Russia Could Disrupt US Food & Water Supply In Next Cyberattack, Mitt Romney Warns

Anna Harnes

Utah Sen. Mitt Romney has warned that the United States must take serious measures to avoid being vulnerable to a second cyberattack from the Russian Federation, especially as the Putin-led nation could potentially have the ability to cut American food and water supply lines next time.

According to New York Daily News, the senator made the comments on Sunday's Meet the Press after discussing the serious hack that gave Russia access to multiple government agencies and American companies. Major facets of the American political sphere -- such as the Defense and Homeland Security Departments, the Energy Department, and the Treasury and Commerce Departments -- were all invaded. Many of the businesses that were hacked included Fortune 500 companies.

Romney warned that another attack could have even more serious consequences for the country.

"They potentially have the capacity to cripple us economically, they went to our businesses. They have the potential to also cripple us with regards to our water and electricity and so forth," he said.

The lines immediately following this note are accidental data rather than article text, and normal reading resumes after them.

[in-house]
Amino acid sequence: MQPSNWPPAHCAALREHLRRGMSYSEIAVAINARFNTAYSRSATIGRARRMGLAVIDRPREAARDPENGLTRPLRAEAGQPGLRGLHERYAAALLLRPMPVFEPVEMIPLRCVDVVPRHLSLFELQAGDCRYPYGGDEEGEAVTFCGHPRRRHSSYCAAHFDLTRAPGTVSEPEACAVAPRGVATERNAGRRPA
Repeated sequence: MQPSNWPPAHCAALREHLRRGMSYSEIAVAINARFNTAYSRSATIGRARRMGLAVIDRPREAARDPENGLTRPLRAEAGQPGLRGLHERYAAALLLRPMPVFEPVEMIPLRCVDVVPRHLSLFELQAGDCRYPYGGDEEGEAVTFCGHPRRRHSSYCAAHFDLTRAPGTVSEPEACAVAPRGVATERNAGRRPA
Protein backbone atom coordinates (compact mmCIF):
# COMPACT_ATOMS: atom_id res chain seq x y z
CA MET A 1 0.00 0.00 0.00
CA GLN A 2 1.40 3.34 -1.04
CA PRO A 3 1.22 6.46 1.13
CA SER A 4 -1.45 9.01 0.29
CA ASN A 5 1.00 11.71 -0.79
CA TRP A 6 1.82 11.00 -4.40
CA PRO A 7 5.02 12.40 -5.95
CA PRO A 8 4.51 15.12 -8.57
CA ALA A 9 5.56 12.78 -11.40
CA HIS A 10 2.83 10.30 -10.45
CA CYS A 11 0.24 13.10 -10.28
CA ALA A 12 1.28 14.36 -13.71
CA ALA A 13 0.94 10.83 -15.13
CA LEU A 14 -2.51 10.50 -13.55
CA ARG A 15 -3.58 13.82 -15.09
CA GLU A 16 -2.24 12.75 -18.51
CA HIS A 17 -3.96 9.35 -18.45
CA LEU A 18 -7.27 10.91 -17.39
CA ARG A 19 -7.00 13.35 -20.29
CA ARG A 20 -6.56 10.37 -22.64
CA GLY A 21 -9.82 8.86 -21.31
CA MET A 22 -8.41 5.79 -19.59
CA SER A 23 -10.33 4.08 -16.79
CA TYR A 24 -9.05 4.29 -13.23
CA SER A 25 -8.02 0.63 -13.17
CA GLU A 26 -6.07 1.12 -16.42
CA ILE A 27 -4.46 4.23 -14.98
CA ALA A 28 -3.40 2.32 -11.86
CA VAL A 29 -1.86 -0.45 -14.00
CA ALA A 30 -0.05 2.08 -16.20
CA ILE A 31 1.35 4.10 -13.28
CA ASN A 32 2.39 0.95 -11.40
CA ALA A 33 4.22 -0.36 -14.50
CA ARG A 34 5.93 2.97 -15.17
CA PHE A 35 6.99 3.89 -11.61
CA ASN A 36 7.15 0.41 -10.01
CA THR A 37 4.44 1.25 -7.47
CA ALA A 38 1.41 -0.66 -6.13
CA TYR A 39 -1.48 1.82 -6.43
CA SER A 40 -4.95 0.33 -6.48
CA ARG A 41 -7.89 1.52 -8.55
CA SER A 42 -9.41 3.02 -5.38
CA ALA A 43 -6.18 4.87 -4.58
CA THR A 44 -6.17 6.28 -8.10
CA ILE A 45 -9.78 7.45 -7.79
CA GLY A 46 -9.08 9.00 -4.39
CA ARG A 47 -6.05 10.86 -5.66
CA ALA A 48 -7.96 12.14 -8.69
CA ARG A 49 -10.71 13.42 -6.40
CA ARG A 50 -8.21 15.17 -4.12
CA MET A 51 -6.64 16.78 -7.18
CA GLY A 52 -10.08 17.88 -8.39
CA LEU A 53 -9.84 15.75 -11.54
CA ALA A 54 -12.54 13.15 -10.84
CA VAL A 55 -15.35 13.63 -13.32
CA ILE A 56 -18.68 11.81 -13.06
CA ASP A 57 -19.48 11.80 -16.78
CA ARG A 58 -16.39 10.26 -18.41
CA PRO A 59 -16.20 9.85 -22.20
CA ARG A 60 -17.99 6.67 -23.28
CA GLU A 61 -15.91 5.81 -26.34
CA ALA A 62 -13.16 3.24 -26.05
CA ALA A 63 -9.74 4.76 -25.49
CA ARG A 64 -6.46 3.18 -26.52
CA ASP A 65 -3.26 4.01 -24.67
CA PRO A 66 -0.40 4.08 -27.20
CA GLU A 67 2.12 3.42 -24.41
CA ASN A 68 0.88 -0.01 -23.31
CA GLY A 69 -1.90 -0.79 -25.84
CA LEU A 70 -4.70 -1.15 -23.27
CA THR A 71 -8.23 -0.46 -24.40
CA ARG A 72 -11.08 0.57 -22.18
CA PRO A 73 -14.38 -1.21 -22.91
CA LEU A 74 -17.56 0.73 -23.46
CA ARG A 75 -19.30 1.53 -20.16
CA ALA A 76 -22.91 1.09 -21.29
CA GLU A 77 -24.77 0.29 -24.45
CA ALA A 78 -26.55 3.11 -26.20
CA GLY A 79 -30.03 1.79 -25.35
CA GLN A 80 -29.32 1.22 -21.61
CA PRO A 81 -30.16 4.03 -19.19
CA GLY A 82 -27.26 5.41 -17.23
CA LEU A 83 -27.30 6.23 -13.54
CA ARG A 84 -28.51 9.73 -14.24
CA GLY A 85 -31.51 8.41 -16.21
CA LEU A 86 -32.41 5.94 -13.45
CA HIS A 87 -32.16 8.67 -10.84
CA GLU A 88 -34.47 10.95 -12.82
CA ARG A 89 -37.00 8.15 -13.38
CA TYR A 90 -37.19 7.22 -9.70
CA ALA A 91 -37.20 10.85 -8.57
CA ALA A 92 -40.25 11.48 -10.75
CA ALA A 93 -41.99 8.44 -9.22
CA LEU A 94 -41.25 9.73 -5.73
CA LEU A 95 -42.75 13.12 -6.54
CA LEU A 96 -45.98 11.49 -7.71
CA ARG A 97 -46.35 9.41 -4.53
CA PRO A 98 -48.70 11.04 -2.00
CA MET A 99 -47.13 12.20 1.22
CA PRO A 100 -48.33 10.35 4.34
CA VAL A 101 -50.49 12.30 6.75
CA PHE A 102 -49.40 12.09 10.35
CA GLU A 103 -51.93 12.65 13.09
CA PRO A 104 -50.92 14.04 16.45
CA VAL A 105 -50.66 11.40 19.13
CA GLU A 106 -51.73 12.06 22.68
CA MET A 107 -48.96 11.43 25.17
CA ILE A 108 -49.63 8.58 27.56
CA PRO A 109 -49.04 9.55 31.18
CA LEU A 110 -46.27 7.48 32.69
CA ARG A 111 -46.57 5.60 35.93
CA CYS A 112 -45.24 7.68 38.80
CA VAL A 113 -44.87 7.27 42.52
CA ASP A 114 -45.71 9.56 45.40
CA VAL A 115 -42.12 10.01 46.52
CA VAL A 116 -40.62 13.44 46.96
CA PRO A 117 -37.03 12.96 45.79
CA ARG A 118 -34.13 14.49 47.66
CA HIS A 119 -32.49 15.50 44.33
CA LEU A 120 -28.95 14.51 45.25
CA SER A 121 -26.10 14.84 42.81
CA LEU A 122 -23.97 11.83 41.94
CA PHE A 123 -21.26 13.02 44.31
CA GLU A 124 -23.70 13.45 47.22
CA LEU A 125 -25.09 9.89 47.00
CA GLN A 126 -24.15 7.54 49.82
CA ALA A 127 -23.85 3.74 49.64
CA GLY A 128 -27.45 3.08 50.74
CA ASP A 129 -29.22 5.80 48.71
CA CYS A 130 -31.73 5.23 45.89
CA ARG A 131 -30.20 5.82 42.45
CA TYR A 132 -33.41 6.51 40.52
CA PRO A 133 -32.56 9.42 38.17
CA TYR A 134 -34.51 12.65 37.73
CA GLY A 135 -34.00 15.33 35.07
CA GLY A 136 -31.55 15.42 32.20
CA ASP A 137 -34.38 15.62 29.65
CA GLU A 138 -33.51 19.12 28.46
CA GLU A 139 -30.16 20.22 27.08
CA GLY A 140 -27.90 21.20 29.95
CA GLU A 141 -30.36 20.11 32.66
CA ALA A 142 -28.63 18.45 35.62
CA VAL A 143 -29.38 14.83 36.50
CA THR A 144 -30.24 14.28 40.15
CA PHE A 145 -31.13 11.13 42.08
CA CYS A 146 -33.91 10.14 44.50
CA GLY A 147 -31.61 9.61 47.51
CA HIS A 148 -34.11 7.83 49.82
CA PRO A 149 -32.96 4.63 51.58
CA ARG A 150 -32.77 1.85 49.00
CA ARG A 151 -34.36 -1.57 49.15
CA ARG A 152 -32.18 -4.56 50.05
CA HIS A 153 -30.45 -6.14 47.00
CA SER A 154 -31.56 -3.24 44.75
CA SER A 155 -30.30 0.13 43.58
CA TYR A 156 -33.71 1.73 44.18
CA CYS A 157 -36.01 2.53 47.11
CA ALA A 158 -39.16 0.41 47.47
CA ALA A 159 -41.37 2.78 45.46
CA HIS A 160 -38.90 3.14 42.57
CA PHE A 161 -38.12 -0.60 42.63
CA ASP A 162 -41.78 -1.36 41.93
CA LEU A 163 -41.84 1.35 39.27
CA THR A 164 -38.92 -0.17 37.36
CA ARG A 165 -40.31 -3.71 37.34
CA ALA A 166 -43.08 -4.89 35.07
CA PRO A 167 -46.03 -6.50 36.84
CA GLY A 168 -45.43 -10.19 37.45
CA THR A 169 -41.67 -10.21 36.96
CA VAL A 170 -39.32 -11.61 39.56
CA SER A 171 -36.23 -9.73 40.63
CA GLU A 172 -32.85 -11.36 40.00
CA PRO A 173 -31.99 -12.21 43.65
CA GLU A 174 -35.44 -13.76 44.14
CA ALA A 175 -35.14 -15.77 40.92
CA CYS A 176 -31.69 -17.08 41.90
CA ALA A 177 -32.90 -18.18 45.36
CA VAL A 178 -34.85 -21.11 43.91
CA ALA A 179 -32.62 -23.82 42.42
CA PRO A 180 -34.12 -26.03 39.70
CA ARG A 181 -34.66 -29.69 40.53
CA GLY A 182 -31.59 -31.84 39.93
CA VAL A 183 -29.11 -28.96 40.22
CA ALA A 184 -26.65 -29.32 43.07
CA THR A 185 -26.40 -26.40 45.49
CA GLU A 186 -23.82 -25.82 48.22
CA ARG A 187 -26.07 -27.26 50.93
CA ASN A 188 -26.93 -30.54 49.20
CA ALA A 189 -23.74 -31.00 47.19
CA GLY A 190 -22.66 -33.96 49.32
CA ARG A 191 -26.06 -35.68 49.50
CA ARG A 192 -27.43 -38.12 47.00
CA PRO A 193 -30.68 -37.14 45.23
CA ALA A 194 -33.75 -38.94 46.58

"They don't need rockets to take those things out," the former Massachusetts governor added.

Foreign policy experts have long alleged that Russia already has experience with such cyber warfare and targeted the electric grid in Ukraine back in 2015. Though residents were without power for only six hours, lingering problems persisted for two months, per Wired. Ukraine accused Russia of orchestrating the attack, though Russia has never officially been found culpable.

"This attack was relatively short-lived and benign. The next one might not be," warned Wired reporter Kim Zetter.

The vulnerability of the United States' energy infrastructure has long been a concern to defense officials, and President Donald Trump even created a task force this past May to better handle potential threats, per Forbes.

In addition, Romney appeared to suggest a much harsher form of retaliation to the cyberattack than just task forces. The senator demanded that the United states "address" the hack, and put the option of a counterattack on the table.

"I don't know if we have the capacity to do that in a way that would be of the same scale or even greater scale than what Russia has applied to us, but this is something we have to address as soon as possible," he said.

Already, the U.S. has made some moves to highlight its fractured relationship with Russia. For example, the Secretary of State Mike Pompeo recently announced that the State Department had decided to close the last two remaining consulates in the Russian Federation, per The Inquisitr.